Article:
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    Kootenay lake waterfront 15 86 photos

    Lakefront Sanctuary (No Zoning) on 5 Acres of Serene Kootenay Lake Splendor - Procter, BC

    Kootenays Listing No. 23074

    Nestled along the pristine shores of Kootenay Lake, this exceptional 5-acre lakefront property has no zoning & allows for further development. At present there is a cozy 2,500 ft2 residence. Land has 800 feet of lakeshore, a gorgeous creek, & mature forest.

    Reduced $1,600,000

    5.04 acres

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    Nestled in the picturesque Harrop/Procter area, this lakefront property is conveniently located a short distance from the main road on the south shore of the West Arm of Kootenay Lake. This is the ideal setting for those looking to escape the city's hustle and bustle and perhaps construct a small lakeside resort or keep it all to yourself and build a private lakeside estate. The existing residence provides a place to spend some time while building and or planning to build. A free cable ferry operates 24/7, offering seamless connectivity between the area and the main thoroughfare to Nelson. The ferry ride across is just 5 minutes and runs on an “on demand” basis. With breathtaking views of the water and surrounding natural beauty, this is truly the perfect place to unwind and immerse oneself in the tranquility of the great outdoors.

    Situated on a sprawling 5-acre plot (no zoning), the property boasts an impressive 800 feet of private low bank shoreline, inviting you to explore the water's edge, launch a kayak, or simply appreciate the serenity of the environment. A babbling creek meanders through the land, adding an additional touch of natural charm to this already captivating setting. The creek splits the land into a 4 acre and 1 acre plot, the home sits on the 4-acre side. There is a bridge over the creek. On the 4-acre side and off to the side of the cottage is a beautiful forest area to explore. The 1-acre side is also forested and a great place for guests to park their RV a camp out or perhaps a guest cabin.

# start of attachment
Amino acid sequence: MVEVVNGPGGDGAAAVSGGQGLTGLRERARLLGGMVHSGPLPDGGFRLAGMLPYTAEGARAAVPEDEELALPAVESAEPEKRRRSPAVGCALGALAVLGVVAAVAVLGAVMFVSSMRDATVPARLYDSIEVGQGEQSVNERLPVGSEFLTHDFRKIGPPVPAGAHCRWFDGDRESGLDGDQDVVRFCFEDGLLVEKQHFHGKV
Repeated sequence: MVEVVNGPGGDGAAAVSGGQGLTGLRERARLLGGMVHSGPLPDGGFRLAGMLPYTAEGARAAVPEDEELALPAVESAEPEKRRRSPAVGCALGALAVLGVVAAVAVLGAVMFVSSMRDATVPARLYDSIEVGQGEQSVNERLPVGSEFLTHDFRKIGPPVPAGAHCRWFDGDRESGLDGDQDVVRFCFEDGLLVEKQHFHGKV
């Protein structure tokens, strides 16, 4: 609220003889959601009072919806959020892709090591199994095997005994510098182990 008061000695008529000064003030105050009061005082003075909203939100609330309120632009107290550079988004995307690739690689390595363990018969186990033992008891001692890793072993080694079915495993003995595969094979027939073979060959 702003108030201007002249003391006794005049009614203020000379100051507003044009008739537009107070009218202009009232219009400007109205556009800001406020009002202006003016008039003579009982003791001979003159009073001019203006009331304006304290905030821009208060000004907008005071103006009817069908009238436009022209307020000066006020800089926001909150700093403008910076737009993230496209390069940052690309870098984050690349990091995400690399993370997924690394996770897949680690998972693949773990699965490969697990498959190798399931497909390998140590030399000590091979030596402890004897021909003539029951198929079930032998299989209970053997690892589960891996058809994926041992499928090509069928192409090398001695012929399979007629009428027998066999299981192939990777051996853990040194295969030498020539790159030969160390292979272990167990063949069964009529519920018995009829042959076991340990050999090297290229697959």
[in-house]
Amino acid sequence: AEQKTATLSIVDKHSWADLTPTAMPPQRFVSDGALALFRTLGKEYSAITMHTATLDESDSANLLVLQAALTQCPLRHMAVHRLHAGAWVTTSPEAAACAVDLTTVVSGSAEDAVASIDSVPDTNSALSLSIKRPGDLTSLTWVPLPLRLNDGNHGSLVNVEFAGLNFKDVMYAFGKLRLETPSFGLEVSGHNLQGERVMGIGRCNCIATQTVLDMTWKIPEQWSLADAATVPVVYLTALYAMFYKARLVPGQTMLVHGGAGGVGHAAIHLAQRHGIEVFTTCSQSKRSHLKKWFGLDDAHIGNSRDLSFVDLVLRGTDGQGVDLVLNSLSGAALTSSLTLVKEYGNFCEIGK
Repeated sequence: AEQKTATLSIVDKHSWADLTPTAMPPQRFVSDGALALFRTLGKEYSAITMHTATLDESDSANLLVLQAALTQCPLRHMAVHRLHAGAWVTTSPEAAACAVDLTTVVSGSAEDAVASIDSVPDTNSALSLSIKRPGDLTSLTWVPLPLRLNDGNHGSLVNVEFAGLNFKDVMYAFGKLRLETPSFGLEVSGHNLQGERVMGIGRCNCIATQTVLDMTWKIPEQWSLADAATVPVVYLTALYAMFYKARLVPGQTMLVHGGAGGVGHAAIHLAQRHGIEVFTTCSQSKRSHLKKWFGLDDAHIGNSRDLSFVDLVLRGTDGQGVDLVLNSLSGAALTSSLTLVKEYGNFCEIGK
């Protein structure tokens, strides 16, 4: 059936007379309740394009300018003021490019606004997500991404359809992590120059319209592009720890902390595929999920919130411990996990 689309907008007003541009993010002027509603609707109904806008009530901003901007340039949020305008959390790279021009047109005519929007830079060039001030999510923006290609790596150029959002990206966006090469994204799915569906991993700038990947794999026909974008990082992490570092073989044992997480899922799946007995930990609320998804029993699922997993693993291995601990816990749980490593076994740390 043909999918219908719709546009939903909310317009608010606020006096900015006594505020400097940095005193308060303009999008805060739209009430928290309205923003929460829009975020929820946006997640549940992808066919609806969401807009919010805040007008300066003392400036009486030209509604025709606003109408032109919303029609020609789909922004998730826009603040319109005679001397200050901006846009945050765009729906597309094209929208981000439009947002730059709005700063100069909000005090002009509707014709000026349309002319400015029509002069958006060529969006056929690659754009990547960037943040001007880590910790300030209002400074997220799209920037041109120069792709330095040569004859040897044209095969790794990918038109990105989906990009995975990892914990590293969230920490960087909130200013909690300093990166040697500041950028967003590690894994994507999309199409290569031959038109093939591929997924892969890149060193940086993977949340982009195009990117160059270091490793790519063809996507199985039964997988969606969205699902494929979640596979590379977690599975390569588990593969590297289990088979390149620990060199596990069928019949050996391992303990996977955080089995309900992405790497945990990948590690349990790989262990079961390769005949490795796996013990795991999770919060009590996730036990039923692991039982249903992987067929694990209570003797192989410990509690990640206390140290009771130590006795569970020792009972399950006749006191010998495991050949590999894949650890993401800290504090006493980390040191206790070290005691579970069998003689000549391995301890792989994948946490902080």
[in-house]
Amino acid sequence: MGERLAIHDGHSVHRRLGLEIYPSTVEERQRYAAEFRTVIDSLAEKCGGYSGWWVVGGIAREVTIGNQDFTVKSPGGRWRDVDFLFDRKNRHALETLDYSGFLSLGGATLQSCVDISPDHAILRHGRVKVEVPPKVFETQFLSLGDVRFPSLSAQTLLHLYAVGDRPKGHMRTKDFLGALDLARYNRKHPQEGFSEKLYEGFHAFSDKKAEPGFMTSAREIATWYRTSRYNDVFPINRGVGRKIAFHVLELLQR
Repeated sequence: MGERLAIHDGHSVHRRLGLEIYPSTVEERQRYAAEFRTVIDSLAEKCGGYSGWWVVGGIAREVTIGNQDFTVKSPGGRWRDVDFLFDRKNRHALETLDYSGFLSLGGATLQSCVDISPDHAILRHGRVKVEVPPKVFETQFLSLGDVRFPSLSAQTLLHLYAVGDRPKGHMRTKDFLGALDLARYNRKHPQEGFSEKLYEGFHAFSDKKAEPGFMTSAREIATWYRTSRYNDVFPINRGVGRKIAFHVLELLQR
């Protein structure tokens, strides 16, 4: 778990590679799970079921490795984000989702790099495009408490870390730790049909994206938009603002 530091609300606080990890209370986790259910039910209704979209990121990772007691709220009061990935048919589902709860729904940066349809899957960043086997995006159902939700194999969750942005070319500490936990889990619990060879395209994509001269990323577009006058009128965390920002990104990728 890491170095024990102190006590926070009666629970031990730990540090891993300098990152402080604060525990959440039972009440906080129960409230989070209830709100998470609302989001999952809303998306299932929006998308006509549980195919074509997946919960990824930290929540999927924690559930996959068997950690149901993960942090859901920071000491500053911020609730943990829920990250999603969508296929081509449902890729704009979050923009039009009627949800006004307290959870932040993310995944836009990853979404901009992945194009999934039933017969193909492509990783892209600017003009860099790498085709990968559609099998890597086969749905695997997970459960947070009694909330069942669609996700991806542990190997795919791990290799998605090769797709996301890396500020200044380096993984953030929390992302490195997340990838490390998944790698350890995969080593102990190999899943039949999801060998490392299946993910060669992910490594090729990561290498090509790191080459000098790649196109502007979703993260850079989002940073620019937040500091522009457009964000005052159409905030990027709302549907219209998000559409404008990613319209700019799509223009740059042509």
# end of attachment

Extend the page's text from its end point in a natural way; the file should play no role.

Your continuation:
With no zoning, one could look into adding some cabins or yurts, the short-term rental demand is strong, or maybe look at a small RV set up.

    At present there is a 2,500 ft2 residence that is owner occupied year-round. The property also encompasses several functional outhouses to meet various needs. These include a woodshed for firewood storage, a car shed to protect your vehicle from the elements, and a spacious 46 x 46 ft workshop with an attached container for extra storage. Whether you're a hobbyist, craftsman, or simply require additional space, this workshop is the perfect solution.

    One of the many unique aspects of the Harrop/Procter area is the small, welcoming community that exists here. Embrace the warmth of your neighbors while still reveling in the sense of seclusion and privacy this property provides. Additionally, the region is home to an abundance of free-roaming wildlife, making for memorable encounters with nature that can be appreciated by all ages.


    Upon entering the 2,500 ft2 cottage, you'll be greeted by a warm and inviting interior boasting three spacious bedrooms. Two of these are primary-sized bedrooms, each featuring its own en suite bathroom for optimal comfort and privacy. The cottage also includes a third full-sized bathroom, ensuring there's ample space and amenities for all your guests. In addition to the generous bedroom accommodations, the cottage offers a separate office area for those who need a quiet, dedicated workspace during their stay. With superb Internet access available throughout the property, working remotely or staying connected with loved ones has never been easier. A separate laundry room further enhances the convenience and functionality of this beautiful cottage. Entertaining and relaxation go hand in hand in this exquisite getaway, featuring two water-facing decks. The first is a full-length enclosed summer deck, perfect for enjoying warm evenings while savoring the panoramic views. The second, an open-sided full-length deck, provides a more immersive experience with the outdoors, where you can soak up the sunshine or stargaze in the refreshing evening air.


    7315 CPR Road - Procter BC


    Take the Harrop/Procter ferry to the South Shore on the West Arm of Kootenay Lake. Drive off the ferry and carry on for 6 km on Harrop Procter Road, it will wind to the left. Look for Baxendale Road on the left, turn left here and drive to the end and across the train tracks. Take a quick left after the tracks and drive to the end of the road. The land starts around the CPR 119 sign (white).